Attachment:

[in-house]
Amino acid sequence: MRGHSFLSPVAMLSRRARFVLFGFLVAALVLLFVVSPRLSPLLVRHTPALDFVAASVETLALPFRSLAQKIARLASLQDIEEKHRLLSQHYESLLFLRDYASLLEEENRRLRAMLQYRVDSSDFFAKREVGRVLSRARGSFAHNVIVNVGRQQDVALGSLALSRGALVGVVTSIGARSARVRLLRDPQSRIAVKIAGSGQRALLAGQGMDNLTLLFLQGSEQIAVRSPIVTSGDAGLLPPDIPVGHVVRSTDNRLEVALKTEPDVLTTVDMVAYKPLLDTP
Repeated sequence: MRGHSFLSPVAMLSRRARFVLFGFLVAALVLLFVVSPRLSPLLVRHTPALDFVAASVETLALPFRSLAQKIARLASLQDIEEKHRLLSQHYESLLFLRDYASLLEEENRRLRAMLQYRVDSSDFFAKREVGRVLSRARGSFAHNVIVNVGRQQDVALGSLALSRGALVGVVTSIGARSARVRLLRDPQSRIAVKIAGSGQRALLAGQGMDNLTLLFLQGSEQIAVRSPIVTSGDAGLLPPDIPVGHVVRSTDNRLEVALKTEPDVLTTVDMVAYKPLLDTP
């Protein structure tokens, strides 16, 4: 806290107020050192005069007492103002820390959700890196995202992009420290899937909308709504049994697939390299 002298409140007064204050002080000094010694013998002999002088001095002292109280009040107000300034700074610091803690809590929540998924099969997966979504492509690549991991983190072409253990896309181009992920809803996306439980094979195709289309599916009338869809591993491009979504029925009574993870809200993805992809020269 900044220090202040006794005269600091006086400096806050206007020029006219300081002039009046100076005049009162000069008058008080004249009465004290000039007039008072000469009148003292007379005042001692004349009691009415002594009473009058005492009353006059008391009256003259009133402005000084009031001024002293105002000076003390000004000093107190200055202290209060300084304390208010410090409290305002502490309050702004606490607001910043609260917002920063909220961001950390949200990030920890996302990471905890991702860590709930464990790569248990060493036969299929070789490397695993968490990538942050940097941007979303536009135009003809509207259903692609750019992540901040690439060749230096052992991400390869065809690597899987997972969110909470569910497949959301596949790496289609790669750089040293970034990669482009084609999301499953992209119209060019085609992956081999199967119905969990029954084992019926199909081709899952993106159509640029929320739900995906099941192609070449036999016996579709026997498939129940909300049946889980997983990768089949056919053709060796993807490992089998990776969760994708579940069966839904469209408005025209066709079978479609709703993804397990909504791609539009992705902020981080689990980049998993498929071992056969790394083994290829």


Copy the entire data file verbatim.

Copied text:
[in-house]
Amino acid sequence: MRGHSFLSPVAMLSRRARFVLFGFLVAALVLLFVVSPRLSPLLVRHTPALDFVAASVETLALPFRSLAQKIARLASLQDIEEKHRLLSQHYESLLFLRDYASLLEEENRRLRAMLQYRVDSSDFFAKREVGRVLSRARGSFAHNVIVNVGRQQDVALGSLALSRGALVGVVTSIGARSARVRLLRDPQSRIAVKIAGSGQRALLAGQGMDNLTLLFLQGSEQIAVRSPIVTSGDAGLLPPDIPVGHVVRSTDNRLEVALKTEPDVLTTVDMVAYKPLLDTP
Repeated sequence: MRGHSFLSPVAMLSRRARFVLFGFLVAALVLLFVVSPRLSPLLVRHTPALDFVAASVETLALPFRSLAQKIARLASLQDIEEKHRLLSQHYESLLFLRDYASLLEEENRRLRAMLQYRVDSSDFFAKREVGRVLSRARGSFAHNVIVNVGRQQDVALGSLALSRGALVGVVTSIGARSARVRLLRDPQSRIAVKIAGSGQRALLAGQGMDNLTLLFLQGSEQIAVRSPIVTSGDAGLLPPDIPVGHVVRSTDNRLEVALKTEPDVLTTVDMVAYKPLLDTP
């Protein structure tokens, strides 16, 4: 806290107020050192005069007492103002820390959700890196995202992009420290899937909308709504049994697939390299 002298409140007064204050002080000094010694013998002999002088001095002292109280009040107000300034700074610091803690809590929540998924099969997966979504492509690549991991983190072409253990896309181009992920809803996306439980094979195709289309599916009338869809591993491009979504029925009574993870809200993805992809020269 900044220090202040006794005269600091006086400096806050206007020029006219300081002039009046100076005049009162000069008058008080004249009465004290000039007039008072000469009148003292007379005042001692004349009691009415002594009473009058005492009353006059008391009256003259009133402005000084009031001024002293105002000076003390000004000093107190200055202290209060300084304390208010410090409290305002502490309050702004606490607001910043609260917002920063909220961001950390949200990030920890996302990471905890991702860590709930464990790569248990060493036969299929070789490397695993968490990538942050940097941007979303536009135009003809509207259903692609750019992540901040690439060749230096052992991400390869065809690597899987997972969110909470569910497949959301596949790496289609790669750089040293970034990669482009084609999301499953992209119209060019085609992956081999199967119905969990029954084992019926199909081709899952993106159509640029929320739900995906099941192609070449036999016996579709026997498939129940909300049946889980997983990768089949056919053709060796993807490992089998990776969760994708579940069966839904469209408005025209066709079978479609709703993804397990909504791609539009992705902020981080689990980049998993498929071992056969790394083994290829």